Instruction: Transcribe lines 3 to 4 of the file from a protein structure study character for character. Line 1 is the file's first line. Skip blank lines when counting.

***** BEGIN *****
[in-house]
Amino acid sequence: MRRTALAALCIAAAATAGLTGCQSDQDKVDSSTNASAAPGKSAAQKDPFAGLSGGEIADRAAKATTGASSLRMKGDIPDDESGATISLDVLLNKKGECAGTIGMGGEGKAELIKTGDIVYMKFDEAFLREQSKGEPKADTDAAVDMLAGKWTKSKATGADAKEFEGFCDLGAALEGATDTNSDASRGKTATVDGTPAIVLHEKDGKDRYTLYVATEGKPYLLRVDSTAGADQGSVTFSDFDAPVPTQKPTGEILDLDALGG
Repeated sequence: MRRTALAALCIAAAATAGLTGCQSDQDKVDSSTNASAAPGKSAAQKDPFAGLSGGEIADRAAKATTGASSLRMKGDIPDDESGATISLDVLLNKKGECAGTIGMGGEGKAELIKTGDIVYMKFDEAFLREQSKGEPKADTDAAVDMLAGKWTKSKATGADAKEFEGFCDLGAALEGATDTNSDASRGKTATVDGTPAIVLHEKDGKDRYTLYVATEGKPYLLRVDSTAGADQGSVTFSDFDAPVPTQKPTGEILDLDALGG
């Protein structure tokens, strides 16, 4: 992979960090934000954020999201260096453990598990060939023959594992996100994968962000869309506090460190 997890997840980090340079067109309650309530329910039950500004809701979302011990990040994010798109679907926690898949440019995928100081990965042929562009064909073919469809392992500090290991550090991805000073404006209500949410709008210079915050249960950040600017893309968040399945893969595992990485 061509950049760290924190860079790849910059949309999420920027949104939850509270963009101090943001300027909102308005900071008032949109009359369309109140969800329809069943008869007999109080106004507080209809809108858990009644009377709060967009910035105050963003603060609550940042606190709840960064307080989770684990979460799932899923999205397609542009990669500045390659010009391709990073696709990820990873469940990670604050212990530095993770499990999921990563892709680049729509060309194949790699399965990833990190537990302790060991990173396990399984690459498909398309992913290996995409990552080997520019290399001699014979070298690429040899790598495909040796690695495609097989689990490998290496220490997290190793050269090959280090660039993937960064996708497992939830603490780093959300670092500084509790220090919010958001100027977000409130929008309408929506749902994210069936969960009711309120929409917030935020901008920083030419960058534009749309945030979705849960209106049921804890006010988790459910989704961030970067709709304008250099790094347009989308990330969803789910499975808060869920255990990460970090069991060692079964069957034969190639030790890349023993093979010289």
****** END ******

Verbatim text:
Repeated sequence: MRRTALAALCIAAAATAGLTGCQSDQDKVDSSTNASAAPGKSAAQKDPFAGLSGGEIADRAAKATTGASSLRMKGDIPDDESGATISLDVLLNKKGECAGTIGMGGEGKAELIKTGDIVYMKFDEAFLREQSKGEPKADTDAAVDMLAGKWTKSKATGADAKEFEGFCDLGAALEGATDTNSDASRGKTATVDGTPAIVLHEKDGKDRYTLYVATEGKPYLLRVDSTAGADQGSVTFSDFDAPVPTQKPTGEILDLDALGG
């Protein structure tokens, strides 16, 4: 992979960090934000954020999201260096453990598990060939023959594992996100994968962000869309506090460190 997890997840980090340079067109309650309530329910039950500004809701979302011990990040994010798109679907926690898949440019995928100081990965042929562009064909073919469809392992500090290991550090991805000073404006209500949410709008210079915050249960950040600017893309968040399945893969595992990485 061509950049760290924190860079790849910059949309999420920027949104939850509270963009101090943001300027909102308005900071008032949109009359369309109140969800329809069943008869007999109080106004507080209809809108858990009644009377709060967009910035105050963003603060609550940042606190709840960064307080989770684990979460799932899923999205397609542009990669500045390659010009391709990073696709990820990873469940990670604050212990530095993770499990999921990563892709680049729509060309194949790699399965990833990190537990302790060991990173396990399984690459498909398309992913290996995409990552080997520019290399001699014979070298690429040899790598495909040796690695495609097989689990490998290496220490997290190793050269090959280090660039993937960064996708497992939830603490780093959300670092500084509790220090919010958001100027977000409130929008309408929506749902994210069936969960009711309120929409917030935020901008920083030419960058534009749309945030979705849960209106049921804890006010988790459910989704961030970067709709304008250099790094347009989308990330969803789910499975808060869920255990990460970090069991060692079964069957034969190639030790890349023993093979010289």